Sunday, 10 January 2010

Plain Weave for beginners-1

In this series I would like to share with you my notes on various woven textile structure. We start from the plain weave

Structure of Plain Weave

In plain weave, each weft thread (filling) passes alternatively over and under each warp yarn in a square pattern.

Alternative names

It is also known as tabby, homespun or taffeta weave.


On the loom, the plain weave requires only two heald shafts.

Each weft yarn goes alternately under and over the warp yarns across the width of the fabric.


It has a flat appearance. There are no distinct designs. However these may be produced if yarns have contrasting colours or thicknesses. The various color and weave effects that can be produced will be dealt with in another blog.


It is easily produced. This is the most made weave in the world. It is relatively inexpensive.

Variations of Plain weave

1. Square plain weaves

In such weaves, warp and weft are present in equal amounts, or in other words, warp cover factor is equal to the weft cover factor.
These are used as surgical dressings, dairy cloths, muslin dress fabrics, parachute fabrics, handkerchief fabrics, fabrics for shoes and tents, sheeting fabrics; canvas for transport covers and fabric for use as ribbons in type writers or computers.

2. Warp-faced plain weaves

In these fabrics, warp cover factor is greater than that of weft cover factor. This is normally achieved by having more ends than picks per cm. the warp crimp is also high in these fabrics, while weft crimp is low. Thus very faint lines across the width of the fabrics are produced.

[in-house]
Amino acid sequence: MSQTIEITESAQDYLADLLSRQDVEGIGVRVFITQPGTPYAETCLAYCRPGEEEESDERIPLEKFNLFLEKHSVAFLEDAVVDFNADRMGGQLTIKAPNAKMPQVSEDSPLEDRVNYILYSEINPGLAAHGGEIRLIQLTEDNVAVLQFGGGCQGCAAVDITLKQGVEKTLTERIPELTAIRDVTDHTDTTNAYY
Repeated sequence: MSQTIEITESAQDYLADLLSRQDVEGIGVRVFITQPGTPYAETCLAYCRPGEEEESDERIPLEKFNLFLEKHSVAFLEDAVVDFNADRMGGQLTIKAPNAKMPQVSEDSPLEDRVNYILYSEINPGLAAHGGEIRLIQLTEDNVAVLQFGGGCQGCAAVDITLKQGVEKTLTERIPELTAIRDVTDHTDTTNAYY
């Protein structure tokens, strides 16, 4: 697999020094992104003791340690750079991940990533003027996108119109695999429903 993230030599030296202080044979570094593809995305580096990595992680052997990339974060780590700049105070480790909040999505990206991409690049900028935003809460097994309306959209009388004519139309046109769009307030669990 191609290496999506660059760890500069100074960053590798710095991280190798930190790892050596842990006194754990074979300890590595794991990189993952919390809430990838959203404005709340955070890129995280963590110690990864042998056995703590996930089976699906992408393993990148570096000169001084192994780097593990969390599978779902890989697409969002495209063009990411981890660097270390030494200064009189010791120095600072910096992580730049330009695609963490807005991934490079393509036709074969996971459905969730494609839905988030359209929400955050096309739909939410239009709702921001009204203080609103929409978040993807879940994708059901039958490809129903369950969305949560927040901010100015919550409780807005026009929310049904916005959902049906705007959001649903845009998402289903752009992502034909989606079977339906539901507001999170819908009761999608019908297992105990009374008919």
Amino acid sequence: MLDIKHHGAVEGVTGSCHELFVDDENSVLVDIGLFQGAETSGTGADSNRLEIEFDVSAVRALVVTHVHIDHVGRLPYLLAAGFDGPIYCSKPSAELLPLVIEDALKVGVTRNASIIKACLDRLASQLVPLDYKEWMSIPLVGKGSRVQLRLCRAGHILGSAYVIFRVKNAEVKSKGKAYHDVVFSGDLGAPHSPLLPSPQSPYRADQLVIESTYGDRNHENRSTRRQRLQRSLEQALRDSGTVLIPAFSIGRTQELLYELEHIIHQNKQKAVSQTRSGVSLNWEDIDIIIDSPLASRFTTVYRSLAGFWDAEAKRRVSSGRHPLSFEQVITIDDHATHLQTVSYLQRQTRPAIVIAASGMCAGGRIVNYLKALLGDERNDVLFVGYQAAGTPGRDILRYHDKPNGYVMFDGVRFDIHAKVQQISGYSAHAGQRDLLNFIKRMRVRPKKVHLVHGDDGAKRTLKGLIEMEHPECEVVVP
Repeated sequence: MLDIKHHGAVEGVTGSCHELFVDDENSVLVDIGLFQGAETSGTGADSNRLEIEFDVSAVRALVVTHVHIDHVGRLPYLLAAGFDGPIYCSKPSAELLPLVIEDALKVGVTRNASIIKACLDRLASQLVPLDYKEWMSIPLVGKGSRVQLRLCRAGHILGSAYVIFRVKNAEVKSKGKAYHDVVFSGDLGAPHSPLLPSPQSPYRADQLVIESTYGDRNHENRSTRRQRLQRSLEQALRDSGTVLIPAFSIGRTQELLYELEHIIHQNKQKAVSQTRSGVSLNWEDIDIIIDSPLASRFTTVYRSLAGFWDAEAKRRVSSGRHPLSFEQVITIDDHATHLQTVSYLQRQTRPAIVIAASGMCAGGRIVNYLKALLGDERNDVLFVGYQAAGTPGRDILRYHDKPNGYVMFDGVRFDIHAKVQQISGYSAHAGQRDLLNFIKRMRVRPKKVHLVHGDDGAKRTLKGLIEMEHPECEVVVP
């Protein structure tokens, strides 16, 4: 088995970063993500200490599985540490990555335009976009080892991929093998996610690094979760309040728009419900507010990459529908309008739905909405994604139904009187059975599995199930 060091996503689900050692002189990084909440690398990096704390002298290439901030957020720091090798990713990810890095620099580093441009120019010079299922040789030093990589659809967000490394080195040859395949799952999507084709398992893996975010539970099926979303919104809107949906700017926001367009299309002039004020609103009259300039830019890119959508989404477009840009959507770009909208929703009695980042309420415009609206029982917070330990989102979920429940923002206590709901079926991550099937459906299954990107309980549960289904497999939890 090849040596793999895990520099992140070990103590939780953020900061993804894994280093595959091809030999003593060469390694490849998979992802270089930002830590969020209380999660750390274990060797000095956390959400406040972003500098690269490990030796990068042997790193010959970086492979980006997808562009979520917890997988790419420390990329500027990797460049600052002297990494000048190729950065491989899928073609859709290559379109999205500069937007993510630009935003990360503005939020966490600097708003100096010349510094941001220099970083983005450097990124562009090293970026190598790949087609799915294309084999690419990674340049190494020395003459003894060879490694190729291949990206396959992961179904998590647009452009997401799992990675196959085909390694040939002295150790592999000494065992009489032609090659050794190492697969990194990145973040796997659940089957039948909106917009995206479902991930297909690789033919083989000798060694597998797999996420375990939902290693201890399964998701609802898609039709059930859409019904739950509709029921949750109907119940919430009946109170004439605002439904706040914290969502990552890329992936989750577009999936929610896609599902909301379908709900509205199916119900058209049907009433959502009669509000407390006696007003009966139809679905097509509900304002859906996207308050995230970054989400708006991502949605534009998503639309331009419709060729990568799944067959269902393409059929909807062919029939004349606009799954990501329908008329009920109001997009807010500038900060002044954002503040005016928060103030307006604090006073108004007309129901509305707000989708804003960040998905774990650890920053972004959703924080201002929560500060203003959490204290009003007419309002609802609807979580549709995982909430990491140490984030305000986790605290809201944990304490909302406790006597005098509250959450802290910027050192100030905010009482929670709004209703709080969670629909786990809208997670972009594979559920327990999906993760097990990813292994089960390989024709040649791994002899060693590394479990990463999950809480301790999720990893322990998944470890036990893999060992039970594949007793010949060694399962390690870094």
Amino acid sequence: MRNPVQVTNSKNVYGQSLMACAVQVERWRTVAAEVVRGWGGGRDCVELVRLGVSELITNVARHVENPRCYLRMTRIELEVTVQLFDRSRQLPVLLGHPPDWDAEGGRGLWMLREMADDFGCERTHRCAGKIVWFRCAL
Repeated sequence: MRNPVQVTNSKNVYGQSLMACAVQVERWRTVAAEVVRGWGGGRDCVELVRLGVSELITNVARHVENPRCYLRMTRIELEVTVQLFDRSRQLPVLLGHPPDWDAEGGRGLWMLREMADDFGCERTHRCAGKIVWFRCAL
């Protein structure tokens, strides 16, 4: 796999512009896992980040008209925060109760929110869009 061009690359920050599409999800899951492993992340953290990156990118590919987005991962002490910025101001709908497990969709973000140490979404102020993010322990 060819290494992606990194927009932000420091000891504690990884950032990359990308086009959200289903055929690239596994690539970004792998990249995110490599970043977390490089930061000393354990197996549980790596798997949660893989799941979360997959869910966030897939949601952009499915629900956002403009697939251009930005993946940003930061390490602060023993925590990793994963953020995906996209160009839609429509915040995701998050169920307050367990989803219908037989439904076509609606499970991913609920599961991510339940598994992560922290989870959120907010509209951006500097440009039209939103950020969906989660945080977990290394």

A typical fabric in this group is poplin. A typical construction for a polyester/ cotton poplin shirtings is 50x25; 16 tex x 16 tex; 14% x 93% giving a weight of 130g/m2 and a cover factor of 20.0+9.7 = 29.7.

3. Weft-faced plain weaves

This is not a popular group of fabrics as it is normally produced with more than ends per cm, the rate of production in the loom will be greatly reduced. The most popular fabric in this group is the limbric, which is used for dress prints.


The appearance of a plain fabric can be changed in many ways.

1. The use of colour

In the warp direction, colour stripes are produced along the length of the fabric. In the filling direction, colour stripes are produced across the width of the fabric. When used in both warp and weft directions, a check effect is produced.

2. Changing yarn court

Stripes and check effects can be produced by using different yarn count in one or both directions.

3. Changing the yarn twist

Using combinations of different twist levels and directions in the warp or weft, different effects can be produced is the fabric due to the changes in the orientations of the fibers as shown.

4. Different Finishing treatment

Treatments such as dyeing mercerizing with caustic soda or coating can change the characteristics of plain fabric.

5. Any combination of the above


These are specialized types of plain weave fabrics. These fabrics are produced using highly twisted two fold yarns. with the doubling twist in the same direction as that of single yarn.

For voile yarn the tex twist factor is generally between 5000 and 7000, while for crepe yarn, it is nearer to 9000.

Voiles are used in lightweight, semi-opaque fabrics for dress saris and light filters.

Crepes are used dress, blouses and support bandages.

Now that you've finished reading this post, what are you going do? You should go join the Forum.

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